Nîmes’ Musée de la Romanité: From Gallic Tribes to Roman Life

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Musée de la Romanité, Nîmes, France

In June 2018, the new Musée de la Romanité opened up in Nîmes.  The news was all over the media and they generated much hype which I, as a Roman fan, was surprised but very happy to see.

I was therefore doubly pleased that Nîmes was on my list of cities to visit in the summer.

Now, I should clarify – the museum is called Musée de la Romanité, which they themselves translate into English as The Museum of Romanity.  That makes no sense in English, and a better translation would be Roman-ness.  But that is a stupid name in English, so I’ve decided to just refer to the museum in its French name.

The new building, an Elizabeth de Portzamparc design, was commissioned after the discovery of a Roman house and two amazing mosaics in 2006/7.  The old 19th century museum was already cramped, and so to accommodate these new finds a new, modern home was needed.  And it’s awfully nice – with thoughtful curation and considered design.

Even though its title stresses the Roman emphasis of the museum, the journey starts in the 7th century BC, and goes through to touch on the Middle Ages, throwing in a few 18th/19th century objects for good measure at the end.

Let’s start at the beginning – Gallic Nîmes.

Gallic Nîmes

The first traces of human habitation in Nîmes date from the end of the 6th century BC and were found close to the sacred spring dedicated to Nemausus – the current site of the Jardin de la Fontaine.  The Celts who lived in the area came to benefit from trade that went through the Greek colony of Massalia (modern Marseille), though they didn’t just gain material profits: the Celts had no writing system of their own, and this area is littered with inscriptions in the Celtic language, written in Greek letters.  Interestingly, it’s still not possible to always completely understand Gallo-Greek inscriptions, because the Gallic language has not been fully deciphered.


The friezes that show severed heads are particularly interesting.  The fact that the Gauls chopped off the heads of their enemies was documented by ancient writers, but I thought it was fascinating that this ghoulish tradition was immortalised in stone.  One further factoid I discovered, is that the Gauls embalmed these heads to keep them in tip-top condition, and very recent research has identified that they used conifer resin for the job (see here for the article from Science) – I love the way that archaeology keeps on giving!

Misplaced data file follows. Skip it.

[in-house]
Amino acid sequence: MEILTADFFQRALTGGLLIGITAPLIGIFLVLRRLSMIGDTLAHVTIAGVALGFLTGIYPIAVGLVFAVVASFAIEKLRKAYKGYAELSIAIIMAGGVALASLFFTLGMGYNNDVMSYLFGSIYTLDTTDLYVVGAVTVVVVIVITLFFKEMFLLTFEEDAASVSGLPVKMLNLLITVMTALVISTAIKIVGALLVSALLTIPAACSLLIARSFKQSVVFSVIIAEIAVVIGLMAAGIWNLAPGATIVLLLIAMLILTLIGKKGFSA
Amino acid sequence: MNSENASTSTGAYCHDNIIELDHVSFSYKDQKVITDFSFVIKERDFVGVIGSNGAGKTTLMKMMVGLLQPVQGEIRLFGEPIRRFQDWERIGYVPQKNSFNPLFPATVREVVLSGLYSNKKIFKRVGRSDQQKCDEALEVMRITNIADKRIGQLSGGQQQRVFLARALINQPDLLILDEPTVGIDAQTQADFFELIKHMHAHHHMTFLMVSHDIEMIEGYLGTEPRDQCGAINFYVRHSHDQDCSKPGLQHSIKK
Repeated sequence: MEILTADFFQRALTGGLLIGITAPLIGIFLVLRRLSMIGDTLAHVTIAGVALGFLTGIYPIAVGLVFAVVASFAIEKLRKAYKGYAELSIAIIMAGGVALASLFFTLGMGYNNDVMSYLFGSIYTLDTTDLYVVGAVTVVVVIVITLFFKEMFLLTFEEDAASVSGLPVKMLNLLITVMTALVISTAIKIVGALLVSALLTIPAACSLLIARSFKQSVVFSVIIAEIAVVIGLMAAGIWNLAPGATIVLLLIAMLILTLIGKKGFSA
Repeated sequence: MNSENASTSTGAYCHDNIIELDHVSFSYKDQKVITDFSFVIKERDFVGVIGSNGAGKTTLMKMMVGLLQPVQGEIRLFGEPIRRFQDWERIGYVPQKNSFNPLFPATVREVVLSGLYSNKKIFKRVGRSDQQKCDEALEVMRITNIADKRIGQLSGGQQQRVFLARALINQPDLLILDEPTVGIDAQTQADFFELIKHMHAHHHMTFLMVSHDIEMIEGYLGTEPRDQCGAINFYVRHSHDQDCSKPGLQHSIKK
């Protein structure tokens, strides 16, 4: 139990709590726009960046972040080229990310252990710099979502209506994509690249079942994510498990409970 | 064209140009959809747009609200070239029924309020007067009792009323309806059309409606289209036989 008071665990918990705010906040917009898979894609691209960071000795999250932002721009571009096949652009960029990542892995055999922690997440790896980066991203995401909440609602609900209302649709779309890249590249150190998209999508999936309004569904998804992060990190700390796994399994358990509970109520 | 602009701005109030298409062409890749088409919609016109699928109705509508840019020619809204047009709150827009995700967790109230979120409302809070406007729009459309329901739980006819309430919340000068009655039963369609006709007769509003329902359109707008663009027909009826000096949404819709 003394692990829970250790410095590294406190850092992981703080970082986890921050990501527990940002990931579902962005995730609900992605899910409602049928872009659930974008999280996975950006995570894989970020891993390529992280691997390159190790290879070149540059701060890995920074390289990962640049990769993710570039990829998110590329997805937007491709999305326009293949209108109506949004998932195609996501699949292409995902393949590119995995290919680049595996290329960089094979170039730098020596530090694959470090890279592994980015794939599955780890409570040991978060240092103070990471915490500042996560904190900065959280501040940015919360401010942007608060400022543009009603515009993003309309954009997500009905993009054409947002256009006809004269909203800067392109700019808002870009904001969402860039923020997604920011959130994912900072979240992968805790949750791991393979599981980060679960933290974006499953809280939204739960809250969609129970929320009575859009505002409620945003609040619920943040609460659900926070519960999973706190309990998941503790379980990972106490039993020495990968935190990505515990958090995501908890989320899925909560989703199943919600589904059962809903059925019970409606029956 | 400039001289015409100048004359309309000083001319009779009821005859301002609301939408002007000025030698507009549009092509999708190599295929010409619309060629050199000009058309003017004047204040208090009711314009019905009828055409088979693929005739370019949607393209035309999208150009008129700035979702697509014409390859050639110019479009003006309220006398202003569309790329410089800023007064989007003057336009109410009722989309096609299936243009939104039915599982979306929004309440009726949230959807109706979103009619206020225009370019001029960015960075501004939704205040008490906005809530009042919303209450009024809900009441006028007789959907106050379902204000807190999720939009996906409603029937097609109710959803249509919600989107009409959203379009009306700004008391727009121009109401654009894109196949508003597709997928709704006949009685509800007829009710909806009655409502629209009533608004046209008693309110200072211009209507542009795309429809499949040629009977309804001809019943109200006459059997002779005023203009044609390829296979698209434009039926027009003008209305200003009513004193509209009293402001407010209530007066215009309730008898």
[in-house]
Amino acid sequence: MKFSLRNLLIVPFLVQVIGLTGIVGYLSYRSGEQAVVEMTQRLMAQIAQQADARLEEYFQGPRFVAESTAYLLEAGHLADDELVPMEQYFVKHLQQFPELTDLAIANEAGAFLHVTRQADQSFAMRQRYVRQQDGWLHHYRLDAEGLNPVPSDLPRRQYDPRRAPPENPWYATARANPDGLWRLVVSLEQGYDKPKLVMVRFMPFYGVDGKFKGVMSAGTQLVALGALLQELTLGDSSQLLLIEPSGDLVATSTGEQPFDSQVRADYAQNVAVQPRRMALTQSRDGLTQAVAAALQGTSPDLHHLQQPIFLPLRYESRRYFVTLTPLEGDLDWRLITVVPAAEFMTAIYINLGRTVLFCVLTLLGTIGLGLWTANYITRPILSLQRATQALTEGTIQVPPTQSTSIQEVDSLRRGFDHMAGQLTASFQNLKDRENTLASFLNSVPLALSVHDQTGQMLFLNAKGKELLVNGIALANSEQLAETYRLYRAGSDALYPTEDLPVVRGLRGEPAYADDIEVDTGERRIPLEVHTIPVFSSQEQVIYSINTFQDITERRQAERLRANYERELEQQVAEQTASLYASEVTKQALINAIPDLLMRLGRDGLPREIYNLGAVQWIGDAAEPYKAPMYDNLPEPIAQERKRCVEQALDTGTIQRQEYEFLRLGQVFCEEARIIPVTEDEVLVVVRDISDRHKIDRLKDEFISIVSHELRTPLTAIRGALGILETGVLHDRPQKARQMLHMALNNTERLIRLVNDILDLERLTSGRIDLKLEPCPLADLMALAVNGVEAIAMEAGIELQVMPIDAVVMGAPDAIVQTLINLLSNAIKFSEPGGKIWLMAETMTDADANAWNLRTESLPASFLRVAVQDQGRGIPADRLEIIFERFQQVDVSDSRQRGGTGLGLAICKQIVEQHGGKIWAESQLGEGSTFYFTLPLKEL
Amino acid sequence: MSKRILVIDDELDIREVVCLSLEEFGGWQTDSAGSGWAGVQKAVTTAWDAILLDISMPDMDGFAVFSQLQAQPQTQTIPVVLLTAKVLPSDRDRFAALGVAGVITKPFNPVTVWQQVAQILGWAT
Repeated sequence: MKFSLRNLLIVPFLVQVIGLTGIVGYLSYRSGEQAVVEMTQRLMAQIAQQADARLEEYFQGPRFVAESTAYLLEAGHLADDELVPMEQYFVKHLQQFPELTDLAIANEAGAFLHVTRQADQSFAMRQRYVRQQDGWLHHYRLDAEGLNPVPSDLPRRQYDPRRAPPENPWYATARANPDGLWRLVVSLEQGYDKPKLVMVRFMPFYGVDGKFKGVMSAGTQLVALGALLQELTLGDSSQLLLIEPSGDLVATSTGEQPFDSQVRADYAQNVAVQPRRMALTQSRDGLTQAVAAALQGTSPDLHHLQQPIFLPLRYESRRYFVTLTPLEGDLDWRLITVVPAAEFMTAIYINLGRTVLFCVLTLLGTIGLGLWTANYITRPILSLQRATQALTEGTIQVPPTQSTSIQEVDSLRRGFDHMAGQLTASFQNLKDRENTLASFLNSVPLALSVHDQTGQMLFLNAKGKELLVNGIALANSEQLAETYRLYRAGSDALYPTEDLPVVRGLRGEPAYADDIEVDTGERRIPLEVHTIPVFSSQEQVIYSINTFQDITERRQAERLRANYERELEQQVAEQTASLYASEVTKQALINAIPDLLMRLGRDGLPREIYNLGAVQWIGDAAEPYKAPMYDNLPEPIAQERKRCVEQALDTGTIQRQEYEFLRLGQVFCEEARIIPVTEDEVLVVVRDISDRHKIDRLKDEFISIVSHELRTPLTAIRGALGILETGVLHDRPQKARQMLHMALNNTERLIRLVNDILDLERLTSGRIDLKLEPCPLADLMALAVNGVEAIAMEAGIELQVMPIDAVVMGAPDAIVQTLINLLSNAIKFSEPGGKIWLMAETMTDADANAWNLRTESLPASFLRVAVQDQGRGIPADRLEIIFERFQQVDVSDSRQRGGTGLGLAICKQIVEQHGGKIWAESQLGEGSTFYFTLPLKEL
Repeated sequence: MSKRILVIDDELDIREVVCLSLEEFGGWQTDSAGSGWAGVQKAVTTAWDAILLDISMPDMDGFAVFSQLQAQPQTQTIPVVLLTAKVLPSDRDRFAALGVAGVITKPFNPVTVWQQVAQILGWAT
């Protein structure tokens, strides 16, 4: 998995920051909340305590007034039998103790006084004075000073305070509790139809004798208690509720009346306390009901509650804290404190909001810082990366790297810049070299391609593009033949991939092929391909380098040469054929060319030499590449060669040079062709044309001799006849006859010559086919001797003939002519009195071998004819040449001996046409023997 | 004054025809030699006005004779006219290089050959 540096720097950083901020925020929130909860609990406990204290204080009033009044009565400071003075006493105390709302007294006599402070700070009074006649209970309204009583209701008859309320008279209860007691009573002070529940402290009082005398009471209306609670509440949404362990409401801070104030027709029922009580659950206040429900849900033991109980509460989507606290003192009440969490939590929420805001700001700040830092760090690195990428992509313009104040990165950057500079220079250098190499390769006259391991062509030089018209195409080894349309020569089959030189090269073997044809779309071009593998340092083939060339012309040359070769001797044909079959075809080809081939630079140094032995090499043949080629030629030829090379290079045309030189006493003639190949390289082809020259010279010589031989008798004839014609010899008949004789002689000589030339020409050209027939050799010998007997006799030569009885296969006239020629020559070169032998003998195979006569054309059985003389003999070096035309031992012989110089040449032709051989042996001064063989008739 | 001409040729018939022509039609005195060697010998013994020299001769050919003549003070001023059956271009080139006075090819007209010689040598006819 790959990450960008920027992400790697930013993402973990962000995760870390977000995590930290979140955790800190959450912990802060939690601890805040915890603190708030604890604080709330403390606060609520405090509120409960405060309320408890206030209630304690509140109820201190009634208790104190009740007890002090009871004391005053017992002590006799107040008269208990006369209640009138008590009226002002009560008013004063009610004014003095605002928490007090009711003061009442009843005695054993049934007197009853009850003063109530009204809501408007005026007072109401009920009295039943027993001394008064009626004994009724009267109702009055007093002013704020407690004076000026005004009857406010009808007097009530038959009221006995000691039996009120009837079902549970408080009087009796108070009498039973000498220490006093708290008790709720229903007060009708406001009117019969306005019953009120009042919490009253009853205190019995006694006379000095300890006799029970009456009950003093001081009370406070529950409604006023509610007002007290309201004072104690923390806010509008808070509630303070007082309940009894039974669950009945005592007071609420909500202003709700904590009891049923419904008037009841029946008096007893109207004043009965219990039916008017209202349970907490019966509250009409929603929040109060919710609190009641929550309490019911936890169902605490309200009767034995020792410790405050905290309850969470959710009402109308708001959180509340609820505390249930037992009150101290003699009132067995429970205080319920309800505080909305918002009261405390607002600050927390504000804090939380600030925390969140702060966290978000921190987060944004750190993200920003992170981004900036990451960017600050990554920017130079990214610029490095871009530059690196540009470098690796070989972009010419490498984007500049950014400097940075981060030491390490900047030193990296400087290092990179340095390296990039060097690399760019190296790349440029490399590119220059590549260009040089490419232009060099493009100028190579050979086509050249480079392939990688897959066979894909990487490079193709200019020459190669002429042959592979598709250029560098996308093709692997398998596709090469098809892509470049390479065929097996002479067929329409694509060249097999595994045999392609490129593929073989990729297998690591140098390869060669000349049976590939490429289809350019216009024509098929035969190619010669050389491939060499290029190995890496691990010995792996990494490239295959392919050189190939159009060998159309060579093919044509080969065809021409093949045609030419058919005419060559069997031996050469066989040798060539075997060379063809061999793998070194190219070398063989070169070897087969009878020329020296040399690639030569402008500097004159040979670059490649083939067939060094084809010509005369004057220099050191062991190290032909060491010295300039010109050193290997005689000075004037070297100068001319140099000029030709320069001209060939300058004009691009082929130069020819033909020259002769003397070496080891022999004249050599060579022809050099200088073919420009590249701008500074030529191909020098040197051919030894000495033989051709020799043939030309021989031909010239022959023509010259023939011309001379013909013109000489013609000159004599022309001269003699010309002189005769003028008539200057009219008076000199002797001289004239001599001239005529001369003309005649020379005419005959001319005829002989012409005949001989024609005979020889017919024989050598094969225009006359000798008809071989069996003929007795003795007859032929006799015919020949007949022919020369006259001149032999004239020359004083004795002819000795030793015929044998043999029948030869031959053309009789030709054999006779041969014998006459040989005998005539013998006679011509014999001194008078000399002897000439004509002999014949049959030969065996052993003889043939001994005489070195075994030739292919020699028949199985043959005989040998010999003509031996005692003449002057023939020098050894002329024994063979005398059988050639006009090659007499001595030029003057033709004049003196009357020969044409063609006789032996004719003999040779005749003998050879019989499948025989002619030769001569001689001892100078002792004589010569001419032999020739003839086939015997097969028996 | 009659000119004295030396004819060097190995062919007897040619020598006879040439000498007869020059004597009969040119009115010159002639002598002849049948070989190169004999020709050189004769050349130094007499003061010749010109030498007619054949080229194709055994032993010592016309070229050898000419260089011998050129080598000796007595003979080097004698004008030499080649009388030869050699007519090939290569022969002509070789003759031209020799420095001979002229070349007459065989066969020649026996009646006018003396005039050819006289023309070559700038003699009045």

A portion of the section dedicated to the pre-Roman era is taken up by the impressive reconstitution of the Gallic house of Gailhan (Gard), which dates from the end of the 5th century BC and was excavated from 1978 to 1981. The house collapsed suddenly, and thus perfectly preserved the living conditions of its inhabitants, allowing archaeologists to gain a real insight into a Gallic home.  It was quite cosy, really.

And now back to other random Gallic objects, as we edge towards the Roman era.  The Gauls had an unhappy relationship with the Romans – there was much fighting between them from the early 4th century BC onwards.

From 123 BC the Romans made of a concerted effort to take over Gallic territory and by118 BC, they’d taken over much of the area between the Alps and the Pyrenees, creating the province that, under Augustus, became known as Gallia Narbonensis. Nîmes got its name from Nemausus, the Gallic god whose cult was related to the sacred springs up the road.  Economically and demographically there was growth in the region, and Nîmes in particular had a large amount of housing – it’s estimated that the city covered 30-35 hectares, proportions which have only two equals in Southern Gaul: Arles and Béziers.   Another sign of its status is the fact that it was the first city in eastern Languedoc to coin its own money at the beginning of the 2nd century BC.

Once we get on to the Augustan period, we start to look at the world of Rome thematically.  Rows of road markers, a room of religious art, many interesting funeral stele… mosaics, frescoes, objects from everyday life… the list goes on.  It’s really fun to explore and they’ve done a great job of displaying everything so you can see details and really appreciate the variety of objects that have been found in and around the city of Nîmes.